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What amount of force must the flagellum generate to propel the bacterium at a constant velocity of 0.003 $\mathrm{m} / \mathrm{s} ?$A. $1.5 \times 10^{-10} \mathrm{N}$B. $5 \times 10^{-10} \mathrm{N}$C. $9 \times 10^{-7} \mathrm{N}$D. $1.8 \times 10^{-7} \mathrm{N}$

see solution.

Physics 101 Mechanics

Chapter 4

Newton's Laws of Motion

Physics Basics

Motion Along a Straight Line

Motion in 2d or 3d

Simon Fraser University

University of Sheffield

University of Winnipeg

McMaster University

Lectures

03:28

Newton's Laws of Motion are three physical laws that, laid the foundation for classical mechanics. They describe the relationship between a body and the forces acting upon it, and its motion in response to those forces. These three laws have been expressed in several ways, over nearly three centuries, and can be summarised as follows: In his 1687 "Philosophiæ Naturalis Principia Mathematica" ("Mathematical Principles of Natural Philosophy"), Isaac Newton set out three laws of motion. The first law defines the force F, the second law defines the mass m, and the third law defines the acceleration a. The first law states that if the net force acting upon a body is zero, its velocity will not change; the second law states that the acceleration of a body is proportional to the net force acting upon it, and the third law states that for every action there is an equal and opposite reaction.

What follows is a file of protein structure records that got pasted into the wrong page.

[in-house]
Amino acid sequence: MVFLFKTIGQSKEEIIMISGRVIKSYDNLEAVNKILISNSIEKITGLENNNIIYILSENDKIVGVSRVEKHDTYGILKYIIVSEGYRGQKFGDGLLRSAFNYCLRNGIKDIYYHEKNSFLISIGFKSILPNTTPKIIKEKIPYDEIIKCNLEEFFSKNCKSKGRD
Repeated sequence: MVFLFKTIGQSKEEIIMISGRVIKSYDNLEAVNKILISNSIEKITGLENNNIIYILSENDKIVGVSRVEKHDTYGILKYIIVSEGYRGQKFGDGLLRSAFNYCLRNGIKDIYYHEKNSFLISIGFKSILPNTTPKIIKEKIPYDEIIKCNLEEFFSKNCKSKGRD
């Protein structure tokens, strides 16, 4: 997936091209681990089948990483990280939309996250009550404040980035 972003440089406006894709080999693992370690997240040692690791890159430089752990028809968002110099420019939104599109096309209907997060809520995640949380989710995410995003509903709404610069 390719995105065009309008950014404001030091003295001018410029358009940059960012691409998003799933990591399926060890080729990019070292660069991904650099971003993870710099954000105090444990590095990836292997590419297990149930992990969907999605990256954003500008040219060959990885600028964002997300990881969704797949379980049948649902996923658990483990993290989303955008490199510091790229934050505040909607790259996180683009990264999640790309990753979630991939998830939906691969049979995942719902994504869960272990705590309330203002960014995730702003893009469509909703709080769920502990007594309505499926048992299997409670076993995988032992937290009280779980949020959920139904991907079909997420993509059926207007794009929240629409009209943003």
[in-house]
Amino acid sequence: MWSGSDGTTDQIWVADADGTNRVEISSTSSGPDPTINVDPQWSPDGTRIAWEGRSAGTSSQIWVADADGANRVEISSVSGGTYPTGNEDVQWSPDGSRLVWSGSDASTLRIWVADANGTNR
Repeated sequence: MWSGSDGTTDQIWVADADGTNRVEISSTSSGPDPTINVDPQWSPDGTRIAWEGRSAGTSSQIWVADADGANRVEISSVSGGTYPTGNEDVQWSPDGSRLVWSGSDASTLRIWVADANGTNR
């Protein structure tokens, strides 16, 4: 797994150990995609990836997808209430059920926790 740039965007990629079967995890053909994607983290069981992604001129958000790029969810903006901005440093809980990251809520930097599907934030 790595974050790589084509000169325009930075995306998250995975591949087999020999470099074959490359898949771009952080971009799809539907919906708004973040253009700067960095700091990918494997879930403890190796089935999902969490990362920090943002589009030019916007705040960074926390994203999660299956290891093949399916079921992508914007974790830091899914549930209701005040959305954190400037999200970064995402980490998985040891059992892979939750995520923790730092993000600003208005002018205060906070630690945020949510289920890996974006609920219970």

04:16

In mathematics, a proof is a sequence of statements given to explain how a conclusion is derived from premises known or assumed to be true. The proof attempts to demonstrate that the conclusion is a logical consequence of the premises, and is one of the most important goals of mathematics.

01:46

If the bacterium wished to…

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necked for the bacterium to travel are constant velocity, constant velocity. We need nan acceleration of zero known accelerations. This means obviously that net forces on the material are also zero. So all we need to do here is compute the force exerted by the bacterial itself and that we're equal the force exerted by the flash and for forcing your ex elevation for acceleration returned to this equation Emotion. He squared because V not squared. Plus two times eight tons distance. You're not his initial velocity and some introduces too. And so this can be written as a equals B squared minus. You not squared over two X and so they're given. But V equals point. 003 meters per second. And then we're given that X are rather side ivy. Not because the initial speed will be that. And you wanted to come to rest and then Vienna on then X is 10 to the negative to Nana leaders remember, our Nano has 10 to the negative nine. So this is 10 to the negative. 11 meters. Okay? Therefore you have that acceleration is negative. So this goes where Negative point, though 03 meters per seconds. square over two times 10 to the negative 11 meters. This comes out to negative 4.5 times 10 to the, uh 10 to the five meters per second squared. And you will have found this. If you're deaf, you work through problems 58 and so of the final step here is just Newton's second law affray calls mass times acceleration and so mass is given as 10 to the negative 12 grams. And again, we have a unit conversion issue here. Certainly, native Grams, remember, Graham is 1,000 of a kilogram. So you divide that by 1,000 to get 10 to the negative 12 over 1,000 kilograms times this acceleration you just found, um and so this gives you negative 4.5 tons. 10 to the negative 10. Newton's time course. And so the correct answer, therefore, is me. Negative. Five times 10 to the negative. 10. Uh, this is just from rounding this off. It's number off to the first significant figure, and that's what

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